Fossil bats of Queensland, Australia


This video from the USA is called The [Pleistocene] Fossils of Inner Space Caverns, Texas.

From the Queensland University of Technology in Australia:

A central eastern Queensland mine has turned up bat fossils which show climate change has had a negative impact on the state’s bat population.

Queensland University of Technology (QUT) PhD student Sandrine Martinez is currently sifting through what is the largest and best record of the state’s southern most bat population from the late Pleistocene Epoch (beginning two million years ago and ending approximately 10,000 years ago).

The fossil deposits were uncovered by mining operations at Mt Etna, near Rockhampton. They contain a succession of bat remains ranging from the late Pleistocene Epoch to the present and span the transition from full tropical rainforest habitats to the more arid environment that currently characterises the Mt Etna region.

Ms Martinez will compare information obtained from fossil data to the bat communities that still occur in the Mt Etna caves.

“What I’ve found so far is an overall decrease in species richness – today the Mt Etna caves are inhabited by five species of bat (excluding fruit bats) while in the late Pleistocene there were at least eight,” Ms Martinez said.

“These bats are insectivores and their decline could be due to a reduction in their food sources in response to climate change – that’s something I’ll be investigating further.

“It’s important to understand what has happened to bats in the past to more accurately predict what could happen in the future and perhaps prevent any more loss of diversity.

“Bats play an important ecological role as natural insect control agents. They account for almost a quarter of all mammal species and are the only flying mammals.

“Bats are declining worldwide and any information about their ecology is crucial to their future management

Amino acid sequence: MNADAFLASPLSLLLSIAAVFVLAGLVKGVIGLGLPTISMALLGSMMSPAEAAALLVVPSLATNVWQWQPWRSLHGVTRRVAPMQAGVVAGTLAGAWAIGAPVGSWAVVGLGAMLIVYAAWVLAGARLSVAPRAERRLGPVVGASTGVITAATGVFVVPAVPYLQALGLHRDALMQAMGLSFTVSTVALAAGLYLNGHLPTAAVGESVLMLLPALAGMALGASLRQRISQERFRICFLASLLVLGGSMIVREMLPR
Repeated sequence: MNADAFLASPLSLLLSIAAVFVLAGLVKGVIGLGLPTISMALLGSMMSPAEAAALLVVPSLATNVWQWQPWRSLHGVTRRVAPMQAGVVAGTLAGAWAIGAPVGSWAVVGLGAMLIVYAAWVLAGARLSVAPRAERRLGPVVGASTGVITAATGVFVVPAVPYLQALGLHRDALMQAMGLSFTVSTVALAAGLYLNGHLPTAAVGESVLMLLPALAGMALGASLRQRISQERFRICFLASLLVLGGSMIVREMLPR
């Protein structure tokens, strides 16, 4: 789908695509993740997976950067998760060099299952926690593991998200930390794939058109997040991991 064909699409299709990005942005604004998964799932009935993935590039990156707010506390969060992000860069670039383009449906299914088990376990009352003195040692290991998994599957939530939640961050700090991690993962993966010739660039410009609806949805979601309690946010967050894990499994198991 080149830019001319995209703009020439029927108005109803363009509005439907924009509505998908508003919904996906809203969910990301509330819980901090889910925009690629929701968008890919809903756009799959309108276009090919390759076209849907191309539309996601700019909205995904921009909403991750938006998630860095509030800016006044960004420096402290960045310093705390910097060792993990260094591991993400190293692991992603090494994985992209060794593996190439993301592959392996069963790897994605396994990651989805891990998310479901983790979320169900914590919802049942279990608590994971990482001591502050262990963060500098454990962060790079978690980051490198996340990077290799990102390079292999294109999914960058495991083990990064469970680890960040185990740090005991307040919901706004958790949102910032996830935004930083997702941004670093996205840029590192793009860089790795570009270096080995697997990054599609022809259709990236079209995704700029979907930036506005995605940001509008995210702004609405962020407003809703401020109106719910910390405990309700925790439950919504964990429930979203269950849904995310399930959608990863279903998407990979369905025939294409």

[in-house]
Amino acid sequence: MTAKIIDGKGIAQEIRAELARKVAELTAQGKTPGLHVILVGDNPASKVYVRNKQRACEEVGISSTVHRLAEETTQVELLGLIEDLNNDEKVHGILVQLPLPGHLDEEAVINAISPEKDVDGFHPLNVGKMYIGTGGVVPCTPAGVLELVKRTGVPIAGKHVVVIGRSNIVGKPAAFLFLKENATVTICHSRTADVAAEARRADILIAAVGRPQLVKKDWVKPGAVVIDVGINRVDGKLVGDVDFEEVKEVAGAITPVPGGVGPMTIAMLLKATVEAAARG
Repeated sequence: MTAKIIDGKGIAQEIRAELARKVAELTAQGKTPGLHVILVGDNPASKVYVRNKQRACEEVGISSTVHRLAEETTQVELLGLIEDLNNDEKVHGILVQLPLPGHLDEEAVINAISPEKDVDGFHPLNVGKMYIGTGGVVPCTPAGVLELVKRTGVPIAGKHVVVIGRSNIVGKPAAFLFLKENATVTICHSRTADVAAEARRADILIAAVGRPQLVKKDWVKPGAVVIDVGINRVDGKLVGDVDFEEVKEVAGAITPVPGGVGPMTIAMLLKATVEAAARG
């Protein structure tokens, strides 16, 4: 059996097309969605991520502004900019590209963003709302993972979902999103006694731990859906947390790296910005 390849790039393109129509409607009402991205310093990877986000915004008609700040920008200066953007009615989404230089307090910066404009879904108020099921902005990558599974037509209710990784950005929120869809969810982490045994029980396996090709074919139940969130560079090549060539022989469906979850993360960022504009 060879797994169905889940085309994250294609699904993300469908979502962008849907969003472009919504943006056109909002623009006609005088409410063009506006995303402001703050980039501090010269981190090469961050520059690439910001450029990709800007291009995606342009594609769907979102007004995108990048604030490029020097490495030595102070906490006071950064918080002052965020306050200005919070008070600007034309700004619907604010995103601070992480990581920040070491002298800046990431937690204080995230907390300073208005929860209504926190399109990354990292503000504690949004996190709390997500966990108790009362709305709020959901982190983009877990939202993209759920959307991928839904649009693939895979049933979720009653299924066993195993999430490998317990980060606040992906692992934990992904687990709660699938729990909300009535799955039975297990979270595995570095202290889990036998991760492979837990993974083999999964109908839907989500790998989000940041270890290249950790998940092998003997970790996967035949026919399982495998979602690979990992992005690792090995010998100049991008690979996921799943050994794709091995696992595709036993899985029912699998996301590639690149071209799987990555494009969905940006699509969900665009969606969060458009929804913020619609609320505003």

“Bats are often excluded from palaeoecological analyses due to their rarity in the fossil record and the difficulty in identifying them to species level, so we know very little about them. We don’t want to let this lack of knowledge lead to extinction.”

Batmobiles in Transylvania: here.

Eocene bats in India: here.

Ancient [Eocene] Bats Could Not Echolocate: here.

Indiana bats in the USA: here.

Fossils of animals that may be 50 million years old have been uncovered during roadworks in Queensland: here.

Australian savannah: here.

2 thoughts on “Fossil bats of Queensland, Australia

  1. Wildlife in Australian rain forest is pretty wild

    In the ancient Daintree rain forest of Queensland, Australia, everything seems oversized: birds as tall as men, frogs that bark like dogs…

    By Malcolm Scott

    Bloomberg News Service

    MALCOLM SCOTT / BLOOMBERG NEWS

    A sign urges caution against the Cassowary bird, which can grow to more than 6 feet tall, weigh 130 pounds and has a daggerlike claw. Caution indeed.

    Some rooms of the 15-villa Daintree Eco Lodge & Spa are perched high in the trees, others are on the rain-forest floor; all are surrounded by the never-ending croaks, chirps, hums and calls of the critters who dwell here.

    If you go

    Lodging